Call 19: Launch a national effort to provide 'Well Teenager' clinics to help all young people who need it
By Karyn McCluskey
Those of us who were young in the past might think we know what it is to be young in the present. But we haven’t been young in the 21st century. This fast-paced, ever-changing and very critical world has 24/7 access to news, information, gossip and opinions via smartphones and social media. It’s very different from the world we lived in when we relied on public phone boxes and the Six O'Clock News.
Like most workplaces, everyone in our office keeps in touch when out and about by phone, email, WhatsApp and Twitter. We let people know we’re running late, ask who the resident expert is on an issue we’ve just been blindsided by in a meeting, and double-check exactly where and when we’re expected to be. It is a boon – even if we do occasionally forget to turn it off when we go home. And if it all gets too much for us, we know of services that can support us. They might be workplace-based, third sector or NHS services such as Well Men or Well Women Clinics. We’ve designed a world that suits the majority of adults very well.
But what about the next generation? Those of us working in community justice are acutely aware that our world doesn’t suit everyone, especially young people. There are numerous research studies and personal testimonies that show that negative or traumatic experiences when young directly affect future life chances – including increasing the likelihood of becoming involved with the justice system.
Scotland is becoming familiar with the language of ACEs (Adverse Childhood Experiences). But what are we actually doing to ensure that children and young people develop the resilience needed to cope now and in the future? We warmed the planet, crunched the credit and created a technological panopticon for them to live in – where is the infrastructure to help them navigate it?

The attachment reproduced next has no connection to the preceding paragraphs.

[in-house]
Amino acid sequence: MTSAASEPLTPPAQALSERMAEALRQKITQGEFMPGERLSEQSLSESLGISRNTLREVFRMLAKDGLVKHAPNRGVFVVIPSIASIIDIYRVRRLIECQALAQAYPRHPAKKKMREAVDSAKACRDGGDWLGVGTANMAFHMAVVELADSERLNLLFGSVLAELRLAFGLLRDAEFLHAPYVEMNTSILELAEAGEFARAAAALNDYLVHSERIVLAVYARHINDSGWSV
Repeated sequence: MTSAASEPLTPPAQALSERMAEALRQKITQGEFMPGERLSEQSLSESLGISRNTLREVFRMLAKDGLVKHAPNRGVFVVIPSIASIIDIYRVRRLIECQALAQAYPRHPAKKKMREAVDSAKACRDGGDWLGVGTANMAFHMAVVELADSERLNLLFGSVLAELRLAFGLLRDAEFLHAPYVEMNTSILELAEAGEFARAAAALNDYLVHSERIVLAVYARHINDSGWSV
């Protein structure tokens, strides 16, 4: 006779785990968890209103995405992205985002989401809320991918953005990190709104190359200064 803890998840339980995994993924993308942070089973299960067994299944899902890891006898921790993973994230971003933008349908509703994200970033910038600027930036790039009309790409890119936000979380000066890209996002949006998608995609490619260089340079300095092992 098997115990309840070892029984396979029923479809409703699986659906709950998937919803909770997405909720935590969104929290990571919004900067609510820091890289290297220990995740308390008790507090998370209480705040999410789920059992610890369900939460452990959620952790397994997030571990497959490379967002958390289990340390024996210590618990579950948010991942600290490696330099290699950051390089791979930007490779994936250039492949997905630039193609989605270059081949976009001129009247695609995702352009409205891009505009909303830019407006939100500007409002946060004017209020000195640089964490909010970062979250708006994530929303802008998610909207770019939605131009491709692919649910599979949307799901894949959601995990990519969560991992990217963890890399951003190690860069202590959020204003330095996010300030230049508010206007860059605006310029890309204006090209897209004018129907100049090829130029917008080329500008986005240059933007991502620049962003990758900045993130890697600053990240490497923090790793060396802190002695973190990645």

We already know that people in our prisons are disproportionately more likely to be suffering from mental health or addiction problems or to have grown up in care than the rest of the population. We also know that crime is often generational: by supporting parents we support their children and prevent their involvement in crime. That in turn means fewer victims and communities that are safer for all of us. But young people living in difficult circumstances have their own mental health and other needs, often compounded by financial exclusion, disadvantage and discrimination. A preventative approach, providing support when and where it is needed can halt the cycle of offending and further offending.
We met with health colleagues to discuss the recently published Public Health Priorities for Scotland. And we are happy to support and promote the messages they contain around creating a vibrant, healthy and safe Scotland, where we flourish in our early years and where good mental wellbeing is paramount. What we need now is action. Action to make this happen, action to create support services and action to normalise accessing them.
As a starting point, where are our Well Teenager Clinics? We need to develop a safe space for young people to discuss mental health or indeed any other issues that may be bothering them, not to medicalise problems, but to help teens introduce things to keep themselves well and to intervene early when more substantial issues emerge.
That is not to say there aren’t lots of excellent projects in our communities supporting young people. But we need a concentrated national effort to ensure that support is available to every young person, wherever and whenever they need it. And in true 21st century style this must be available face-to-face, online, via text, phone or whatever communication tools young people are using.
Will this cost money? It will, but where would you rather spend it? Now – or when young lives are already broken?
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